Measurerment og Gamma Rays

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Written and developed by Prof. Tor Bjørnstad (IFE/UiO) 

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The instrumentation used to measure gamma rays from radioactive samples generally consists of a semiconductor detector, associated electronics, and a computer-based, multi-channel analyzer (MCA/computer). Most NAA labs operate one or more hyperpure or intrinsic germanium (HpGe) detectors, which operate at liquid nitrogen temperatures (77 degrees K) by mounting the germanium crystal in a vacuum cryostat, thermally connected to a copper rod or "cold finger". Although HpGe detectors come in many different designs and sizes, the most common type of detector is the coaxial detector, which in NAA is useful for measurement of gamma-rays with energies over the range from about 50 keV to 3.0 MeV.

The two most important performance characteristics requiring consideration when purchasing a new HpGe detector are energy resolution and detection efficiency. Other characteristics to consider are peak shape, peak-to-Compton ratio, crystal dimensions or shape, and price.

The detector's energy resolution is a measure of its ability to separate closely spaced peaks in a gamma spectrum. In general, detector resolution is specified in terms of the full width at half maximum (FWHM) of the 122-keV photopeak of 57Co and the 1332-keV photopeak of 60Co. For most NAA applications, a detector with 1.0-keV resolution or below at 122 keV and 1.8 keV or below at 1332 keV is sufficient.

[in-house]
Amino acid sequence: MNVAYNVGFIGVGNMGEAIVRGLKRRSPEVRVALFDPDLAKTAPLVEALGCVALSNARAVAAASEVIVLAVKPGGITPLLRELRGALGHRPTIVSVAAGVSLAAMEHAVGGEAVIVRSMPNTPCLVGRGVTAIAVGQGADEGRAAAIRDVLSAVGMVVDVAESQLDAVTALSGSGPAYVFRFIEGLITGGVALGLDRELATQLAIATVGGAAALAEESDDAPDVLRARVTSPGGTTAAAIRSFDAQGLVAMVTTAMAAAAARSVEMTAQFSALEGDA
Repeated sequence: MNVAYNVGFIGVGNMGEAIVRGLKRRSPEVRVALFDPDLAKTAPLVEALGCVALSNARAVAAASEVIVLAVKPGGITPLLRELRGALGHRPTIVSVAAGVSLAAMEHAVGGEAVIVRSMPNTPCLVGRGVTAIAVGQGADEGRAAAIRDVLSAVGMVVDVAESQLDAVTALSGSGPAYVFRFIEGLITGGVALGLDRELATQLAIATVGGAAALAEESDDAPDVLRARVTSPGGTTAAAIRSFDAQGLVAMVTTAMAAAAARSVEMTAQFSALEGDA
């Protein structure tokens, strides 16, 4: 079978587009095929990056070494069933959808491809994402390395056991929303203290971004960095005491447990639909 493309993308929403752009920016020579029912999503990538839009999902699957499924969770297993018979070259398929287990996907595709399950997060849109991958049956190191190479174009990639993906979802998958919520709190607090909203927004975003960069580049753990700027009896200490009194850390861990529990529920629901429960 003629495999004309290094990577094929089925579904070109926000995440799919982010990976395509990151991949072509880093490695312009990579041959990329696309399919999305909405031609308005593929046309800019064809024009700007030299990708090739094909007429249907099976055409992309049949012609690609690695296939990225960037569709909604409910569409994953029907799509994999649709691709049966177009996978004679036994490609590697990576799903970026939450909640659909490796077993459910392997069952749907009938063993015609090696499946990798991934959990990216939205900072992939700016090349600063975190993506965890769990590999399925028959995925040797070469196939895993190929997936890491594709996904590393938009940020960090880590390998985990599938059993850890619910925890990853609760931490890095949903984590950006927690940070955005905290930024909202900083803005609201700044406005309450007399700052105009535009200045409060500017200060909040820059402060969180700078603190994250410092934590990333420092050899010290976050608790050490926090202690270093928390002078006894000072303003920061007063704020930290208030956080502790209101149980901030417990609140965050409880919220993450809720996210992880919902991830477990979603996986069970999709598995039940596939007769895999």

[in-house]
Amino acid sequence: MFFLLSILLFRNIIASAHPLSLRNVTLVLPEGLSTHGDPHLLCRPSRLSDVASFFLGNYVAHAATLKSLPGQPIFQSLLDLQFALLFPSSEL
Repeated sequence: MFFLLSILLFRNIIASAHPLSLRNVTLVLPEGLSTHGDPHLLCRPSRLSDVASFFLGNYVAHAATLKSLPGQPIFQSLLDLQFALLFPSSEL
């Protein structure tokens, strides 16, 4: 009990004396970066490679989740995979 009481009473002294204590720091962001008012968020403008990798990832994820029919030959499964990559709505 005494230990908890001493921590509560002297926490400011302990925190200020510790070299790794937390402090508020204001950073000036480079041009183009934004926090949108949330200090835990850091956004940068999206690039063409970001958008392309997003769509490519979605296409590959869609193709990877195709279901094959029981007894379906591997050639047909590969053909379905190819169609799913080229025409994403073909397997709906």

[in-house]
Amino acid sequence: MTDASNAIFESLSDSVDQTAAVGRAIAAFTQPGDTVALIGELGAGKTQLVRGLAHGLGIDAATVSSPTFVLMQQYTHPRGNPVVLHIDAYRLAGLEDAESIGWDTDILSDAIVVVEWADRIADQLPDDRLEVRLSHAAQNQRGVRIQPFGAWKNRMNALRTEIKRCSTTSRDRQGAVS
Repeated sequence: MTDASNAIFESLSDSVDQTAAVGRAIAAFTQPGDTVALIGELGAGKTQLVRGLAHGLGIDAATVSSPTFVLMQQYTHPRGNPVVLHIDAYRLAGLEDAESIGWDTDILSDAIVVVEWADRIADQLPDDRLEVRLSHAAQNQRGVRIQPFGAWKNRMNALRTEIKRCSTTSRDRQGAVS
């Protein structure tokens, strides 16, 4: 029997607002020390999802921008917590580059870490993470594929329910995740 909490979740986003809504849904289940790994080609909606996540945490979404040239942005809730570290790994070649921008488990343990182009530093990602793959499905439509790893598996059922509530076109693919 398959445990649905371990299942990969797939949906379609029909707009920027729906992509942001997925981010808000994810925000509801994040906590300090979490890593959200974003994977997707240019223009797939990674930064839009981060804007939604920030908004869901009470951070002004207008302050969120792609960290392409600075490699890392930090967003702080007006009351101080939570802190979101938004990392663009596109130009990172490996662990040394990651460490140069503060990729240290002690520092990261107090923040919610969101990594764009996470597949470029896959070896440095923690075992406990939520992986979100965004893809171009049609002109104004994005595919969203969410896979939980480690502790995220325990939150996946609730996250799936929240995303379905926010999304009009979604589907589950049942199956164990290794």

N activiation neutrons 1.png
N activiation neutrons 2.png
Gamma-ray spectrum showing several short-lived elements measured in a sample of pottery irradiated for 5 seconds, decayed for 25 minutes, and counted for 12 minutes with
an HpGe detector.

Gamma-ray spectrum from 0 to 800 keV showing medium- and long-lived elements measured in a sample of pottery irradiated for 24 hours, decayed for 9 days, and counted
for 30 minutes on an HpGe detector.

Detector efficiency depends on the energy of the measured radiation, the solid angle between sample and detector crystal, and the active volume of the crystal. A larger volume detector will have a higher efficiency. In general, in order to express the ability of the detector to register a gamma-ray hitting it, it is a convention to compare its efficiency with that of a 3-inch by 3-inch NaI(Tl)- detector using a 60Co source (1332-keV gamma ray) at a distance of 25 cm from the crystal face. A general rule of thumb for germanium detectors is 1 percent efficiency per each 5 cc of active volume. As detector volume increases, the detector resolution gradually decreases. For most NAA applications, an HpGe detector of 15-30 percent efficiency is adequate.

The true absolute “intrinsic” counting efficiency has to be measured by using certified standard gamma sources with known energies and intensities where the disintegration rate is known within narrow error limits.

Typical gamma-ray spectra from an irradiated pottery specimen are shown in figures above using two different irradiation and measurement procedures.